India looks COAS’ Visit To Nepal To Bring Ties Back On Even Keel
India is looking to army chief Gen MM Naravane’s upcoming visit to Nepal to help put bilateral ties back on an even keel after a bitter border row, especially by building on the traditionally strong ties between the two armies, people familiar with developments said on Friday.
Gen Naravane is expected to be in Nepal during Nov 4-6, when he will meet his Nepalese counterpart Gen Purna Chandra Thapa and top civilian leaders. Nepal’s President Vidya Devi Bhandari will also confer the honorary rank of general of the Nepali Army to Naravane at an investiture ceremony.
Ahead of Naravane’s trip, Research and Analysis Wing (RAW) chief Samant Kumar Goel made a low-key visit to Kathmandu on Thursday during which he met Prime Minister KP Sharma Oli.
Oli’s spokesman Surya Thapa was quoted by media as saying that Goel’s discussions with Oli focussed on not allowing any “interruption in friendly relations between Nepal and India [and] resolving all outstanding issues through dialogue and continuing mutual cooperation”.
Bilateral ties were hit in May after defence minister Rajnath Singh inaugurated a key border road to Lipulekh region, which is claimed by Nepal. Kathmandu responded by issuing a new map that showed Kalapani, Lipulekh and Limpiyadhura, all controlled by India, as part of Nepalese territory, exacerbating the row.
The two sides are yet to hold talks on the border issue, though the people cited above said on condition of anonymity that the visits by the RAW and Indian Army chiefs are expected to calm relations and prepare the ground for more substantive engagements.
“The ties between the two militaries are very robust and there are 136,000 Indian Army pensioners in Nepal, who form part of the strong links between the two sides,” said the person cited above.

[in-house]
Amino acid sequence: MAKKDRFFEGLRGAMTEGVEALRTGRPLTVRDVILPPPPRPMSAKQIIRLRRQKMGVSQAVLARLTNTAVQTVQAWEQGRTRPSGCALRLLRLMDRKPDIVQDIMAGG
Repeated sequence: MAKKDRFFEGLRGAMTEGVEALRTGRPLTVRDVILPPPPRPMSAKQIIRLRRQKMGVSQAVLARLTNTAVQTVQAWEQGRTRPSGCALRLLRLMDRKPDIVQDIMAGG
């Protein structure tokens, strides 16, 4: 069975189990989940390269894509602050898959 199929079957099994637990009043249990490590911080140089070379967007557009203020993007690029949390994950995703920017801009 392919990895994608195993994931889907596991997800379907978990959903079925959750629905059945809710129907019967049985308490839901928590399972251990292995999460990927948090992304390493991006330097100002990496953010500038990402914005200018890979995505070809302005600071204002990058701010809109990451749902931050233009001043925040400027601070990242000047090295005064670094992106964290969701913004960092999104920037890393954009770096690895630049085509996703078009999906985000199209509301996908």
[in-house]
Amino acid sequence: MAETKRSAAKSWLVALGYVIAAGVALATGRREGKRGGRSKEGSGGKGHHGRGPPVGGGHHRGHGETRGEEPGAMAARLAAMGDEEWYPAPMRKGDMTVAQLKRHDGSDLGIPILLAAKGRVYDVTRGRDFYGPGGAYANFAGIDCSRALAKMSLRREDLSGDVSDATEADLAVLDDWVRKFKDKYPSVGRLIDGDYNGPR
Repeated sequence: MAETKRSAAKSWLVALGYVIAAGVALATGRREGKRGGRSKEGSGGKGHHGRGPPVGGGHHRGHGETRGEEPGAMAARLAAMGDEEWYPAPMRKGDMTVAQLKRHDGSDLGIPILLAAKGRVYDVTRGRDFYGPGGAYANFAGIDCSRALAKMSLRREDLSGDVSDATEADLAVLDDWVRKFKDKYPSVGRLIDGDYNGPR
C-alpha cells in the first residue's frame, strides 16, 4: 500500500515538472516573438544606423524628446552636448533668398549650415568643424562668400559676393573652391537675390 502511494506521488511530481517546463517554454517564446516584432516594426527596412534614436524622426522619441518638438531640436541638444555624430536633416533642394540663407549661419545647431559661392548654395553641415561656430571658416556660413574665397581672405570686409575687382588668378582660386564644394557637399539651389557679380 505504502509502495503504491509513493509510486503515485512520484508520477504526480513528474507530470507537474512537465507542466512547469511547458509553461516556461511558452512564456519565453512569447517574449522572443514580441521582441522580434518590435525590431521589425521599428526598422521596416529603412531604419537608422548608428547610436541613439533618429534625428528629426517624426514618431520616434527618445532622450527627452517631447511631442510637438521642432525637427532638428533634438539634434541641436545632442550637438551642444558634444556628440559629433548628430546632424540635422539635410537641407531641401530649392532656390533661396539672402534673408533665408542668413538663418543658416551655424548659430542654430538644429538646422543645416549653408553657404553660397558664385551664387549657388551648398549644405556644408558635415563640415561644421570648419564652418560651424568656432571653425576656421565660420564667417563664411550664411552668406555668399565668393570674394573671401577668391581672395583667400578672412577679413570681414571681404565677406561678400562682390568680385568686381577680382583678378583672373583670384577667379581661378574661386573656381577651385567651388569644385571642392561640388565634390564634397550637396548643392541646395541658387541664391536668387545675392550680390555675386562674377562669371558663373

Oli’s decision to remove deputy Prime Minister Ishwar Pokhrel – who was critical of India – from the defence ministry during a cabinet reshuffle on October 14 was seen by some in New Delhi as an indication of a desire to improve ties before the Indian Army chief’s visit. However, the people played down speculation in this regard. “We see this more as an internal compromise between two groups in the Nepal government and more of an internal matter for them,” one of the people said.
The people noted that Nepalese leaders themselves have referred to what is called the “roti-beti ka rishta” – a reference to close links forged through trade and inter-marriages in border districts of the two countries – and said this one of the foundations for the strong economic and political linkages with Nepal.
Despite China’s efforts to forge stronger economic links, Nepal’s access to the sea is via India, and it imports a large proportion of its requirements from and through India. Nepal imported goods worth $6.52 billion from India in 2017 and exported goods worth $420.18 million the same year.
India’s security establishment also continues to have concerns about China’s activities along Nepal’s borders, including possible encroachment of territory, despite a recent denial issued by both Kathmandu and Beijing about the reported occupation of land by Chinese troops in the remote border district of Humla.
“There are reports that China has illegally occupied Nepal’s land in several places spread over the border districts of Dolakha, Gorkha, Darchula, Humla, Sindhupalchowk, Sankhuwasabha and Rasuwa. Several of these places are catchment areas of rivers,” a second person said.